Use dogs -- not bullets -- to deal with problem bears, petition pleads

Aug 12 2019, 2:00 pm

A BC resident is calling on the Conservation Officer Service to change how it deals with habituated black bears, demanding a non-lethal approach — and she’s not alone.

Alexandra Marinets launched a petition on urging the service to use trained dogs — instead of bullets — to deal with problem bruins.

Titled “Stop killing bears – relocate using Karelian bear dogs instead!,” nearly 6,000 people have signed it.

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Marinets references the recent case of a family of black bears, including two cubs and the sow, that were killed in Coquitlam — the COS explaining that the animals were habituated.  Three residents were arrested for allegedly trying to get in between the conservation officers and the bears to prevent the animals from being destroyed — their phones seized after they filmed the incident unfold.

Marinets is urging BC to adopt the methods used in Washington State and Alaska, where conservation officers are successfully relocating bears using Karelian Bear dogs.

“Why not preserve an animal life instead of shooting?” Marinets wrote on the petition.

This year’s number of black bears destroyed by the COS, as posted on the ministry’s website, shows 55 animals were killed in July — nearly double the amount compared to last year.

This year’s numbers have been consistently higher compared to 2018.

Marinets said she read about a program in Washington state that used Karelian bear dogs to scare off black bears that came into rural communities, instead of using euthanasia.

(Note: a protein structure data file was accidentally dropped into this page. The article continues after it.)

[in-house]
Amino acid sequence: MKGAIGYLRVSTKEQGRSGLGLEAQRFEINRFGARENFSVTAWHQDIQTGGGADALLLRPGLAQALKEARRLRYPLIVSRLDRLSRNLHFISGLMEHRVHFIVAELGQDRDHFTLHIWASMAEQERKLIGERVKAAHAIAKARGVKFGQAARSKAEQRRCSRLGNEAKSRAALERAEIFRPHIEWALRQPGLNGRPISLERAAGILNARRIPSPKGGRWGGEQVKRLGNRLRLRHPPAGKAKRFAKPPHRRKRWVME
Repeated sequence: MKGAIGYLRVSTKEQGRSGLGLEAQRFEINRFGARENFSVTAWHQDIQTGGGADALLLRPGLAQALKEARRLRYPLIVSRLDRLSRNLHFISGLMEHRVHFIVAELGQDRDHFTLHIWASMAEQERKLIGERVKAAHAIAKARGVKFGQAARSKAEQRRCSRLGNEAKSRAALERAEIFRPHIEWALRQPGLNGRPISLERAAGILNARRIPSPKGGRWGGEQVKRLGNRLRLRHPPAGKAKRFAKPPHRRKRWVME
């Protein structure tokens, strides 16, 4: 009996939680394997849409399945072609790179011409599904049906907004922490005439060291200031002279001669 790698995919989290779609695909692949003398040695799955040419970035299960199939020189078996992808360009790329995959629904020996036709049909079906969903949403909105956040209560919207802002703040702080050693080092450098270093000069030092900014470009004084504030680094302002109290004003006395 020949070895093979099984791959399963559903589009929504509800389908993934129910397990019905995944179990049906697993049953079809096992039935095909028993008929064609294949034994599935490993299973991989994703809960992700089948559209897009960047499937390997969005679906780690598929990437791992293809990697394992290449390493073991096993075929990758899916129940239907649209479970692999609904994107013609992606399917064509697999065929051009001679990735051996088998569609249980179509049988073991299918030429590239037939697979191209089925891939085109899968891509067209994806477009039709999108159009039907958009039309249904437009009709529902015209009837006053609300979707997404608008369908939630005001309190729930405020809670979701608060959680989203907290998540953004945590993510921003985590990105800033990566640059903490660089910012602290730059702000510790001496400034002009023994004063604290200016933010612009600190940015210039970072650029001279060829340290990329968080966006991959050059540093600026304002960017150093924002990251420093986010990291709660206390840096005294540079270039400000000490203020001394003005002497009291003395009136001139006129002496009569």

Hundreds of bears spared

In a phone interview with Daily Hive Vancouver, Washington State’s Department of Fish and Wildlife Captain Alan Myers said the Karelian Bear Dog program was launched around eight years ago to tackle urban wildlife conflict problems, such as with bears.

Photo courtesy Washington state’s Department of Fish and Wildlife Captain Alan Myers

In the past, Myers said, “we were left with very few options and neither option was good for the wildlife or good for people,” adding those options were relocating the animal or euthanasia.

“That relocation often led to the destruction of the animal or to the animal returning to the problem location,” and euthanasia, Myers said saw “removal of way more animals than was necessary.”

Myers said the department decided it needed to find another tool to use with wildlife.

Photo courtesy Washington state’s Department of Fish and Wildlife Captain Alan Myers

The department found the first Karelian bear dog, Mischka, to be “incredibly effective” in helping to remove wildlife in urban areas.

Myers said Mischka also became “a wonderful ambassador” to the public in helping educate people on how to behave around wildlife.

“The problem is not the wildlife and its behaviour, the problem is people and how you modify the people’s behaviour so that it doesn’t attract these animals,” Myers said.

Photo courtesy Washington state’s Department of Fish and Wildlife Captain Alan Myers